“I have to teach you a great new card game the boys taught me at my camp!” my eldest boy said excitedly at the dinner table, “It’s called cocksucker.”
Time stood still.
“I’m sorry?” I managed to splutter whilst chocking on a piece of potato.
“cocksucker” he said again.
Maybe my wife and I had misheard, “cobsucker?” I asked hopefully.
“No, COCKsucker,” he said again.
OK….he clearly means the very word we wished he had never mentioned to all of us.
Now the main problem with being a Christian parent is that we can all too easily react to the world’s darkness rather than acting from a Kingdom perspective. The light is so much more powerful than darkness – and so we don’t need to be afraid of what our children pick up. But we do need to turn on the light and help them see things in the light of truth.
I wanted to shout “how dare you use that filthy language in my house!”
Now whilst this would have vented my anger and satisfied my righteous indignation it wouldn’t have helped my son (or the rest of the children gathered round the table) what that word meant and why it was unsuitable. Nor would it have helped him make good choices in the future.
Instead he would have learnt to not share his excitement, to keep quiet about words he hears at school or (in this case) “Christian camp” and then go and seek answers elsewhere.
I want my children to come to me and ask me about what they pick up in the world so that I give (what I hope is) godly wisdom and advice. This means that I first have to become unshockable like Jesus.
Jesus often knew what people were up to (eg the woman at the well Jn 4:17-18 and Jesus anointed by the sinful woman Lk 7:39) and he hung out with tax collectors and sinners (Mt 9:10) and would have heard coarse language from these common people. Yet we don’t see any mention of him reacting or being shocked by sin. Why? Because sin is no threat to him – he is a threat to sin. He knew since the foundation of the world (Rev 13:8) that sin was a defeated enemy.
So I needed to have a calm and candid conversation with our son that went something like this: “cock is a slang word for a man’s penis. It’s used to describe how it’s not something precious made by God but something that is used to go anywhere and do anything just like a cockerel struts around and does what he wants. So you can see what cocksucker will mean. However, the phrase cocksucker us used to say that they will do want they want and you must suck it up – you must be their slave.”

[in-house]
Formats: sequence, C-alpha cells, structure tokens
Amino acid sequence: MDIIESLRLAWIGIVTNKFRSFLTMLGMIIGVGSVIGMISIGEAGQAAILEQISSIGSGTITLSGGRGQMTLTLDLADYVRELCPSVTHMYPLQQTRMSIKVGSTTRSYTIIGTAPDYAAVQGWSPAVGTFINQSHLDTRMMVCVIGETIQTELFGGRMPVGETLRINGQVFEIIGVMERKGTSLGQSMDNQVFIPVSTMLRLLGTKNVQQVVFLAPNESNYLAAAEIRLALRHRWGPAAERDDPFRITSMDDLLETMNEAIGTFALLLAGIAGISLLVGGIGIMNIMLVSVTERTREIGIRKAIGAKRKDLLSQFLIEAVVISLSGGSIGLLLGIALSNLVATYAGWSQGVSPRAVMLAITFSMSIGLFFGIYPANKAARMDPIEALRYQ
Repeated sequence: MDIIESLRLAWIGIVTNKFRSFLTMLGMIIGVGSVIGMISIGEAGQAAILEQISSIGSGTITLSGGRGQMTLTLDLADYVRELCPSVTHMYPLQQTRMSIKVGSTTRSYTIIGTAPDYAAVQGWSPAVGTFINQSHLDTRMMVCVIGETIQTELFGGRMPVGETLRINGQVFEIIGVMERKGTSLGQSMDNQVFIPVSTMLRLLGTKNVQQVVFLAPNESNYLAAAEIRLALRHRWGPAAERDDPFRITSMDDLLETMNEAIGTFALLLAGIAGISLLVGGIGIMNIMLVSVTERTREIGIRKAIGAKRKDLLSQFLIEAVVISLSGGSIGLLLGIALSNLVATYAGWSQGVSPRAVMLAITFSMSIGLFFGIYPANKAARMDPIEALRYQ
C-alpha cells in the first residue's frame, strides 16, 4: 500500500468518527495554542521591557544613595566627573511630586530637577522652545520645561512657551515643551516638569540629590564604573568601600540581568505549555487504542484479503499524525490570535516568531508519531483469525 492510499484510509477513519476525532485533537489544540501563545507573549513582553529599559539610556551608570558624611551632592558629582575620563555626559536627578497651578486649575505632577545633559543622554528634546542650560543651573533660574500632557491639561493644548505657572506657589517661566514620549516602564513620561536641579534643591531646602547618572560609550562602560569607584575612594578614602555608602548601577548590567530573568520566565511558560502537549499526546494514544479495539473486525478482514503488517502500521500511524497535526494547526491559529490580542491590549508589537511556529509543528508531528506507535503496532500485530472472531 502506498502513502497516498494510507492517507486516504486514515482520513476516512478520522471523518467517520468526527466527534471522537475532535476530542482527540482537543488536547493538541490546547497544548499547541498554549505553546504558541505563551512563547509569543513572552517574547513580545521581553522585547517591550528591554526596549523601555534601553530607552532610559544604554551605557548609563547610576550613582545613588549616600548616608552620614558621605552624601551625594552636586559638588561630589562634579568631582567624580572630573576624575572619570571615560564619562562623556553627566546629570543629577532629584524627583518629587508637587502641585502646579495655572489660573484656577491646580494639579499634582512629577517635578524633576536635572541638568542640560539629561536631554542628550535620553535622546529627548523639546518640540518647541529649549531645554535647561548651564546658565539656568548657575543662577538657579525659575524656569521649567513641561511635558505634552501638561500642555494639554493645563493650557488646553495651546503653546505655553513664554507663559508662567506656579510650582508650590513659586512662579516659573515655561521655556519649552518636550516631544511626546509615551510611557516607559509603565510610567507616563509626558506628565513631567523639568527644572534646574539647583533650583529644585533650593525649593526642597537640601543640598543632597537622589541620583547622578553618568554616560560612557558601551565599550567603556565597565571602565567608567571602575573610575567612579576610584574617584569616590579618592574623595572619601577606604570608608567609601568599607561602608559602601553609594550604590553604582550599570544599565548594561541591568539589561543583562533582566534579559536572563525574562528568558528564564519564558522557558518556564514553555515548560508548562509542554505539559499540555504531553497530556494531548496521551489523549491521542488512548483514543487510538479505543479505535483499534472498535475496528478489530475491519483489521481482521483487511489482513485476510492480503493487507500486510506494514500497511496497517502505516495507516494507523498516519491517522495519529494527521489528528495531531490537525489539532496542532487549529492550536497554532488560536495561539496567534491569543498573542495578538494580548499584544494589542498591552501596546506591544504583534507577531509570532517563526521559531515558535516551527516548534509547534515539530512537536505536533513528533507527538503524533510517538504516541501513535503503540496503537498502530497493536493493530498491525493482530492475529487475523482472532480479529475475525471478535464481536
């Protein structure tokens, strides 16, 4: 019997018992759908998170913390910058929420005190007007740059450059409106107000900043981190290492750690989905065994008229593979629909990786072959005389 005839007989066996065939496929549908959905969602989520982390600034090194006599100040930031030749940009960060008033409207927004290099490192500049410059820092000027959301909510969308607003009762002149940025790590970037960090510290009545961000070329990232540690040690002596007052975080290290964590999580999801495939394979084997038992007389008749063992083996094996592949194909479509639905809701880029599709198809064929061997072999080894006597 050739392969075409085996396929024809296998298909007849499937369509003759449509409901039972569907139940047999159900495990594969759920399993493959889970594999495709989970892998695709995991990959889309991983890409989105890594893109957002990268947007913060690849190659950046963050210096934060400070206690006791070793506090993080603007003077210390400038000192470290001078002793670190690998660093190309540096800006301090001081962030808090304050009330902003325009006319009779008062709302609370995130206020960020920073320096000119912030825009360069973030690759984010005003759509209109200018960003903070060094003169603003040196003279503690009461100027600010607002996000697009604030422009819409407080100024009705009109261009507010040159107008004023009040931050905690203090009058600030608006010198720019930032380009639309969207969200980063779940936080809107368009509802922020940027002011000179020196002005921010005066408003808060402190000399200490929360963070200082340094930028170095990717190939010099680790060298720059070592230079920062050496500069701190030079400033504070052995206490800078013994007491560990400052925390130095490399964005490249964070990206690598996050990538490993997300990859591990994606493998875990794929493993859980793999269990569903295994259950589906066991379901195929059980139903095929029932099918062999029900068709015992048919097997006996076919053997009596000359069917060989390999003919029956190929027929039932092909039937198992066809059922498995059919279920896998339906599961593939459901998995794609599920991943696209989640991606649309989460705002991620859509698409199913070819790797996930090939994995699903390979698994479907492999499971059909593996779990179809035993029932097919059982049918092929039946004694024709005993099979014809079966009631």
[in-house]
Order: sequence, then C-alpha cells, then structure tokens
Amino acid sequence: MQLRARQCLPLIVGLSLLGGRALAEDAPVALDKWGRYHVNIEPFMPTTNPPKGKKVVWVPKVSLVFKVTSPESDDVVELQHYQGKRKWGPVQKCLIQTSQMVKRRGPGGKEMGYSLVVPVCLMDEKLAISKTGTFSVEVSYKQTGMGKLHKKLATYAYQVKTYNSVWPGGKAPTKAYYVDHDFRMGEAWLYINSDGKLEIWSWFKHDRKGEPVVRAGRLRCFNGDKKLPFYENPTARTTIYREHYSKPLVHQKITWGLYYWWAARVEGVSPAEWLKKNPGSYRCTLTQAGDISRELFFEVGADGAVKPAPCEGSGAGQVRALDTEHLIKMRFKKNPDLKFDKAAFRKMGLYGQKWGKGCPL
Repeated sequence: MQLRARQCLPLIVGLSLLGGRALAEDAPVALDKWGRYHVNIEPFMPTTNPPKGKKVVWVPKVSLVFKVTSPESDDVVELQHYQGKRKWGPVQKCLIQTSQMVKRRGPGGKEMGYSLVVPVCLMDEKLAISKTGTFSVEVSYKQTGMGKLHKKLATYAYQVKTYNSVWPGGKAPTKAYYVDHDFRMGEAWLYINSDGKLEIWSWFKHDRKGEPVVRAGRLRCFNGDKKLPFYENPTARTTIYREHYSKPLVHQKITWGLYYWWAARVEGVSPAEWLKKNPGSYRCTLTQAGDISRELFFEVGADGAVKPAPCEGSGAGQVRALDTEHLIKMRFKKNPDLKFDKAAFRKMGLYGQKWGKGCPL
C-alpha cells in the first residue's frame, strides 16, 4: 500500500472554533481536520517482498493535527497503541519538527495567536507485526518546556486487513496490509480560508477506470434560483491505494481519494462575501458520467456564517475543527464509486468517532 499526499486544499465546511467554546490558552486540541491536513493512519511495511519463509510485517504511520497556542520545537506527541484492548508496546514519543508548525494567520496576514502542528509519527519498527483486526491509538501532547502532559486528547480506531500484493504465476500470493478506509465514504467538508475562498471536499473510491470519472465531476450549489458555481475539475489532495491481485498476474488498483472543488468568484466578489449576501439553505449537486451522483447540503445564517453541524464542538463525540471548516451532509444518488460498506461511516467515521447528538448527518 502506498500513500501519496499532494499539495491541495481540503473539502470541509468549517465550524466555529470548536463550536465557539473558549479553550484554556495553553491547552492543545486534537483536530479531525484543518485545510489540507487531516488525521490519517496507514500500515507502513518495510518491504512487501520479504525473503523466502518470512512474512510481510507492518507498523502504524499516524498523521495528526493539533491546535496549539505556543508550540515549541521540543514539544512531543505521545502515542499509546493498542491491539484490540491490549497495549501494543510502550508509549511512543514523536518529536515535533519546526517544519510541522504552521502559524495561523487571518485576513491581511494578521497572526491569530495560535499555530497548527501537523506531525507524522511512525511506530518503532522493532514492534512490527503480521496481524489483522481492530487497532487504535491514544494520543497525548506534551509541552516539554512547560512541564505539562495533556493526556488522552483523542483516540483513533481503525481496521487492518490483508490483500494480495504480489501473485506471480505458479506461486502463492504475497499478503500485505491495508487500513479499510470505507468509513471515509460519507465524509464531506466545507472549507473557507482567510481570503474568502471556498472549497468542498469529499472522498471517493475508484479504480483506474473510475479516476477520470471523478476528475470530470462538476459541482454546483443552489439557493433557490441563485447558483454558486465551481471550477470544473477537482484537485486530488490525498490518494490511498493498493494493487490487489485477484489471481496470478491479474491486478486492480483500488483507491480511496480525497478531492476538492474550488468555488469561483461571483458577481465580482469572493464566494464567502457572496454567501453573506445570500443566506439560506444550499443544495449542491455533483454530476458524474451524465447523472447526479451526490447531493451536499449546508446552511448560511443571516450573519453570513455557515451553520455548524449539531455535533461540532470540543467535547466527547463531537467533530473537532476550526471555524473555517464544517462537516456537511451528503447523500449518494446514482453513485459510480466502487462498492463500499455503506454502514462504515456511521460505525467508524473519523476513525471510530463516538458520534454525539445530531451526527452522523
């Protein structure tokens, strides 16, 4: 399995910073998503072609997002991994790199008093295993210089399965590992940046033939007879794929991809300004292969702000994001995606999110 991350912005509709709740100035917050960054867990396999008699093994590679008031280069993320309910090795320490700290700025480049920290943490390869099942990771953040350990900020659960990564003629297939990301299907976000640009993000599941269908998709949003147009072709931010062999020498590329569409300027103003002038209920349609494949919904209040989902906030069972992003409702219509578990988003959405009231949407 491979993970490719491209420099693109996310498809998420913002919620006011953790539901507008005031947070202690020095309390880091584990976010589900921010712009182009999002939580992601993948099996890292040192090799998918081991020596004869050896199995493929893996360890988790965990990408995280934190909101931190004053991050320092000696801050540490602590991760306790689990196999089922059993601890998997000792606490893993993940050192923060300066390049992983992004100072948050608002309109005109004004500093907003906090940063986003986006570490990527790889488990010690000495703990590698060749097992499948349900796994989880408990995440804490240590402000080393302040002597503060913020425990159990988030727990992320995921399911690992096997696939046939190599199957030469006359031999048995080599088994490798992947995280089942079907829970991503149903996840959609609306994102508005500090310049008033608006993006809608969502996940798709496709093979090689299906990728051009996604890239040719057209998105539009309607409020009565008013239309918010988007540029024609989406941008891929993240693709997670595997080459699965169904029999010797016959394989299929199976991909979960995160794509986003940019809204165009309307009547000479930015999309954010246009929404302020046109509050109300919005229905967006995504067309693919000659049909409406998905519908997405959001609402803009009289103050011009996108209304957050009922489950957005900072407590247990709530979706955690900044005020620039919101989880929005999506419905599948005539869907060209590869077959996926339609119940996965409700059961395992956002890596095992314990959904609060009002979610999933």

My son went rather pale at this point when he realised how they had treated him.
“So I think they weren’t being very kind to you.”
My son received this information and was then able to make a wise choice about the word and to his credit he calls the game President instead.
Now in our case it was clear that he had no idea what the word meant. Sometimes a word might be said to see what reaction it gets or as deliberate defiance. The first time it occurs we need to have a conversation like the one above and then subsequent times it occurs we can take appropriate disciplinary action.
Good word bad word project
Walker Moore in his excellent parenting book “You want to pierce what?” (which was developed further in his “Rite of Passage Parenting”) talks about the “good word bad word” project he did with his sons. He got a big bit of paper and divided it into two columns – one for good words and the other for bad words. Each evening they would discuss words they had met at school that they were unsure about their meaning. He asked them not to repeat a word they’d heard at school until that point in the day he had told them the meaning and they could decide which column they would go in. If it was a bad word then they chose two good words to replace it and put them in the good word column.
In three years we had every swear word in the English language on the chart. Eventually we had no more words to add to the bad word column. It’s amazing the communication barriers that go down when you are writing down filthy words with your children. We also, however, wrote words that carried confusing meanings. We were able to talk about subjects like homosexuality and abortion before our children reached nine years of age! Opening up this kind of communication gave my children the knowledge that their parents would not over-react or be shocked at anything they wanted to discuss…without this project, my boys would have endured years of seeing Dad seethe with anger over words they heard at school, and the only lesson they they would have learned would have been, Don’t say the bad words in front of Dad. Instead they learned that there are things that are good and things that are bad, and they must developed the skills to know the difference.
These skills were then applied in other areas of their lives.
- Firstly, let’s not be naive and think our children won’t encounter these words in their lives – we cannot shelter them from the world – indeed we are supposed to be in the world (but not of it) not separated from the world in a bubble. How can we be salt and light if we keep our salt and light separate.
- Secondly, let’s not react to bad words – Jesus is more than able to save sinners and cleanse us from every wrong doing.
- Thirdly, let’s train them – disciple them – and give them the tools they need to make great choices.
If you enjoyed this post then you may also enjoy another post I wrote called “Parenting with faith or with fear”.